A to Z blogging Challenge: Q is for Query Letter



“Q” is for . . .  the dreaded Query Letter

Writing is hard work, but it’s also fun and rewarding. I would love the opportunity to write all day and all night for a week, sleeping and eating as necessary. Editing has its rewards too, as you tighten a plot and polish a manuscript. I love the English language and enjoy learning new words and grammar and punctuation rules. (Call me weird if you want.) But writing a synopsis and query letter has always posed a challenge for me. I don’t enjoy it at all.

By the time I’m ready to write the query letter, I should know the story inside and out and be able to convey it in two paragraphs. I should be able to explain to an agent why my story is worth checking out and worth representing. But I struggle with this. So I am writing this post for myself and for every other writer who struggles with query letters.

Writers Digest gives a list of “10 Dos and Don’ts of Writing a Query Letter.” I am summarizing their suggestions here.


  1. First, research agents. We want to find an agent who is interested in what we write. And we want to be able to refer to an agent by name in our query letter. (Writers Store has an online list of free resources for researching agents. You can also use Writer’s Market or Literary Marketplace, both of which can be purchased online or found at your local library.)
  2. Next, develop a hook that will get the agent interested in your manuscript right away. Then sell your manuscript with a summary of the story. This is similar to the back cover copy and should be no more than 100-200 words. Pour all your energy and skills into this part. (We will need to include genre, word count, title/subtitle)
  3. Then we want to show that we’ve done our research when selecting this specific agent. Consider mentioning one or two of the books they represent.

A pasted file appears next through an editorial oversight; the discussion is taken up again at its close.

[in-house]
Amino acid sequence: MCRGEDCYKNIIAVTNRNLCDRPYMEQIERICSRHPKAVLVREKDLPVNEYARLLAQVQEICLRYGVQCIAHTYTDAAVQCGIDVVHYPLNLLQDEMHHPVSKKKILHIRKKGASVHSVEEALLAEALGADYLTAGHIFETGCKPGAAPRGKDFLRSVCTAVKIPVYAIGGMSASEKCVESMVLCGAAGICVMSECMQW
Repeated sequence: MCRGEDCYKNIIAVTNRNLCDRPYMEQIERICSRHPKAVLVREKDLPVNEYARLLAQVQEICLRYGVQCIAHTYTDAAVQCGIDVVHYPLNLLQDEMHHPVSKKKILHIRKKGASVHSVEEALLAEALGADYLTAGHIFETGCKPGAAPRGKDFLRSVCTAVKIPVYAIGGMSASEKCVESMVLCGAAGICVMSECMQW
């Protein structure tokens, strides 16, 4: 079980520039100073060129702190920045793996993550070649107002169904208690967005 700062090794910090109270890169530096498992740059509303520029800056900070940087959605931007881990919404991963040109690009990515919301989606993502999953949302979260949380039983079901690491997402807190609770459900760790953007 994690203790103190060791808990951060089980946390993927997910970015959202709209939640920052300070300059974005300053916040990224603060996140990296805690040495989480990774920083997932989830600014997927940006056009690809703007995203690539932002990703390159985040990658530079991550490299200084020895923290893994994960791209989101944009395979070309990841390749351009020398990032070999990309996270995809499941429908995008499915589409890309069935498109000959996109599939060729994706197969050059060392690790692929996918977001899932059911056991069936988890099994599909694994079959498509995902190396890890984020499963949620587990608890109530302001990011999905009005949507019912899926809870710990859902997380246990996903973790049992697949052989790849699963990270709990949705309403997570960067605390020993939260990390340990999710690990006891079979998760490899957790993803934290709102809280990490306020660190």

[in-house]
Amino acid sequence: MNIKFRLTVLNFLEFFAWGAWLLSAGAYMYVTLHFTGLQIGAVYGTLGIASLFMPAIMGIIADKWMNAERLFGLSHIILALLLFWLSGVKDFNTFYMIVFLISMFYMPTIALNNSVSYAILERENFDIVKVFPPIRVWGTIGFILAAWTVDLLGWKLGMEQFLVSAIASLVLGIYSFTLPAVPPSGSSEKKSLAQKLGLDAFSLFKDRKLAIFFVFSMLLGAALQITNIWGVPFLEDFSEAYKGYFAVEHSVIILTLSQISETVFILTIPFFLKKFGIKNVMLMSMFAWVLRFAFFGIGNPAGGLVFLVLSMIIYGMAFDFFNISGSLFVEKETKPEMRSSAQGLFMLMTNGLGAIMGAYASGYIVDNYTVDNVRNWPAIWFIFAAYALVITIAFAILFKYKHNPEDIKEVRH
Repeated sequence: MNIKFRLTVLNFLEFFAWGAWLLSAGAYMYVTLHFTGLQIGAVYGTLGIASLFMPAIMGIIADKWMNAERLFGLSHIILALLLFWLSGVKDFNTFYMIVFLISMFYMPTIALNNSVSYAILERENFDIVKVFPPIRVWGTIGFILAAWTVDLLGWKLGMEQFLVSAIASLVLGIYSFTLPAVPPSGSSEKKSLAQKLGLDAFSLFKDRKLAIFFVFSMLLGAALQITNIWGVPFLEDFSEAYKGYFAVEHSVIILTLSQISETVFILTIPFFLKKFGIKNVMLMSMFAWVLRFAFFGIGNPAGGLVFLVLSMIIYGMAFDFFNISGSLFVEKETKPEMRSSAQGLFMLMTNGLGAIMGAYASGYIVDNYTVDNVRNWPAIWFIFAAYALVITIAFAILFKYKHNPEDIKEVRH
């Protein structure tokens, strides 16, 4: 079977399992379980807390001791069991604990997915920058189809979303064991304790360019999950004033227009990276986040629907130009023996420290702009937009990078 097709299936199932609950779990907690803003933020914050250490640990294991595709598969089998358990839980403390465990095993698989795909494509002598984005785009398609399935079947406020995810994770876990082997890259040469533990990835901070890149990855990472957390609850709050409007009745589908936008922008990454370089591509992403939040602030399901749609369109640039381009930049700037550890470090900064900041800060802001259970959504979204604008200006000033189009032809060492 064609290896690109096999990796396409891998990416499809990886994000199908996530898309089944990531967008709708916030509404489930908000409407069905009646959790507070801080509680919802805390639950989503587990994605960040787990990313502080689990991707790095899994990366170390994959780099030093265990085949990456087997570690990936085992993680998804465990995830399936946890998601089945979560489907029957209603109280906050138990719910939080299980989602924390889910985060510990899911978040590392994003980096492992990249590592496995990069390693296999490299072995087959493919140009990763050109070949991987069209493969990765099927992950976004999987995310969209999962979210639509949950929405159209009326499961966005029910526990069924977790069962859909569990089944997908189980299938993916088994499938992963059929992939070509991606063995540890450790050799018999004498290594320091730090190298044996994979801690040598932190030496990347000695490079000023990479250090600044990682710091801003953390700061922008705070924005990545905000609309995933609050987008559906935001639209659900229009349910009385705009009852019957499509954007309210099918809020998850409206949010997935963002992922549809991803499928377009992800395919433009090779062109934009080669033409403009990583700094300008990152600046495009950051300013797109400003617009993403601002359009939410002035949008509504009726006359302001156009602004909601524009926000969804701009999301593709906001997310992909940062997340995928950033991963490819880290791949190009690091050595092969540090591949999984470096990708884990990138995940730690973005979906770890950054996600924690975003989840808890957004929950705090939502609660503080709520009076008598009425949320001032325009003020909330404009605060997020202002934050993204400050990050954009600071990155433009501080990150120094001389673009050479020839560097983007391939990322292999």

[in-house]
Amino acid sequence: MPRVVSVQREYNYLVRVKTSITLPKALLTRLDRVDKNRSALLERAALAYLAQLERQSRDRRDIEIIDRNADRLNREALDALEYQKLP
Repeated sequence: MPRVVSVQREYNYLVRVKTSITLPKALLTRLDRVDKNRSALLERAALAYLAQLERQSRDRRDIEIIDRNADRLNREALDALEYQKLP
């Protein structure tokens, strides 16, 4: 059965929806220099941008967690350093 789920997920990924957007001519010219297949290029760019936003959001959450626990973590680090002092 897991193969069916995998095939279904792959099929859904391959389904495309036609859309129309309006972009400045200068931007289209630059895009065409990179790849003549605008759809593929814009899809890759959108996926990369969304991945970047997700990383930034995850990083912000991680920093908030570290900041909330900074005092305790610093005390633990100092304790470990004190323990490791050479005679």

4. In the last paragraph, let the agent know your platform. Do you speak at author events or writing conferences? Do you blog, tweet, or use Instagram, and have a ton of followers? If you don’t have a platform, don’t worry about it, but consider building one for the future. You can also include other published books or relevant awards in this paragraph. Keep it tight; don’t add too much.
  5. End with a short thank you and closing.

Study other successful query letter. Writers Digest has a link to query letter examples. They also include a list of what not to do, things like being arrogant or giving your age, saying how much your mom loves the book, or including irrelevant credits.


When developing the story hook in your query letter, consider:

  • What does the protagonist want?
  • Why does she want it?
  • What keeps her from getting it?
  • What is unique about this story?
  • Don’t reveal the ending of the story here; save that for the synopsis.
  • Don’t go longer than 200 words. The entire query letter should be no more than 400 words.
  • Don’t mention more than 3 or 4 characters.
  • Don’t go into minor plot points.

Make sure to show your voice and personality in the hook.

Here is another helpful website by Jane Friedman, who has 20 years of experience in the publishing industry. She has good advice for us at this stage of the game.

What resources or tips have you found most helpful in creating a query letter?